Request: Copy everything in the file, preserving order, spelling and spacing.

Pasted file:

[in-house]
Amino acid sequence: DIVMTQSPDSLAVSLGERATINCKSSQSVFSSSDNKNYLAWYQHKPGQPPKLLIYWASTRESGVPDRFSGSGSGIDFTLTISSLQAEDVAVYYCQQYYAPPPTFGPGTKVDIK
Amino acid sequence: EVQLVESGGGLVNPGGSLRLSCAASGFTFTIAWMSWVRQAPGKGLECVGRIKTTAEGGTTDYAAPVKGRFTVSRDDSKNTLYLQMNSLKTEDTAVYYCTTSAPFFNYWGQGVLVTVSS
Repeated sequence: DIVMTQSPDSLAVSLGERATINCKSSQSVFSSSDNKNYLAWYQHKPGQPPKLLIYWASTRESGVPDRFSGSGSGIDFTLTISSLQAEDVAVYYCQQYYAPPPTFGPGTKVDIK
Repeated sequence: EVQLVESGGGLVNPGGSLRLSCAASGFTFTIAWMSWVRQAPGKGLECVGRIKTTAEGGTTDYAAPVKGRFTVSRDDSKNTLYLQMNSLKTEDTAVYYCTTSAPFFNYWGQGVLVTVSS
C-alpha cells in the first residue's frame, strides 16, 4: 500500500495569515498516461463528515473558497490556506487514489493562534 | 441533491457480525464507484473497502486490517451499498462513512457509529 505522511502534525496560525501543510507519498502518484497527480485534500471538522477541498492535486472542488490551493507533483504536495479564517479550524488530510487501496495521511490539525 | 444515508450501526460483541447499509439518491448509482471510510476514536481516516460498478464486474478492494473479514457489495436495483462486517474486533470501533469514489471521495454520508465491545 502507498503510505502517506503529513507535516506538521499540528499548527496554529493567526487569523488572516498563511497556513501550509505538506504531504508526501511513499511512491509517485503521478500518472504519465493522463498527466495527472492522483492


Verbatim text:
[in-house]
Amino acid sequence: DIVMTQSPDSLAVSLGERATINCKSSQSVFSSSDNKNYLAWYQHKPGQPPKLLIYWASTRESGVPDRFSGSGSGIDFTLTISSLQAEDVAVYYCQQYYAPPPTFGPGTKVDIK
Amino acid sequence: EVQLVESGGGLVNPGGSLRLSCAASGFTFTIAWMSWVRQAPGKGLECVGRIKTTAEGGTTDYAAPVKGRFTVSRDDSKNTLYLQMNSLKTEDTAVYYCTTSAPFFNYWGQGVLVTVSS
Repeated sequence: DIVMTQSPDSLAVSLGERATINCKSSQSVFSSSDNKNYLAWYQHKPGQPPKLLIYWASTRESGVPDRFSGSGSGIDFTLTISSLQAEDVAVYYCQQYYAPPPTFGPGTKVDIK
Repeated sequence: EVQLVESGGGLVNPGGSLRLSCAASGFTFTIAWMSWVRQAPGKGLECVGRIKTTAEGGTTDYAAPVKGRFTVSRDDSKNTLYLQMNSLKTEDTAVYYCTTSAPFFNYWGQGVLVTVSS
C-alpha cells in the first residue's frame, strides 16, 4: 500500500495569515498516461463528515473558497490556506487514489493562534 | 441533491457480525464507484473497502486490517451499498462513512457509529 505522511502534525496560525501543510507519498502518484497527480485534500471538522477541498492535486472542488490551493507533483504536495479564517479550524488530510487501496495521511490539525 | 444515508450501526460483541447499509439518491448509482471510510476514536481516516460498478464486474478492494473479514457489495436495483462486517474486533470501533469514489471521495454520508465491545 502507498503510505502517506503529513507535516506538521499540528499548527496554529493567526487569523488572516498563511497556513501550509505538506504531504508526501511513499511512491509517485503521478500518472504519465493522463498527466495527472492522483492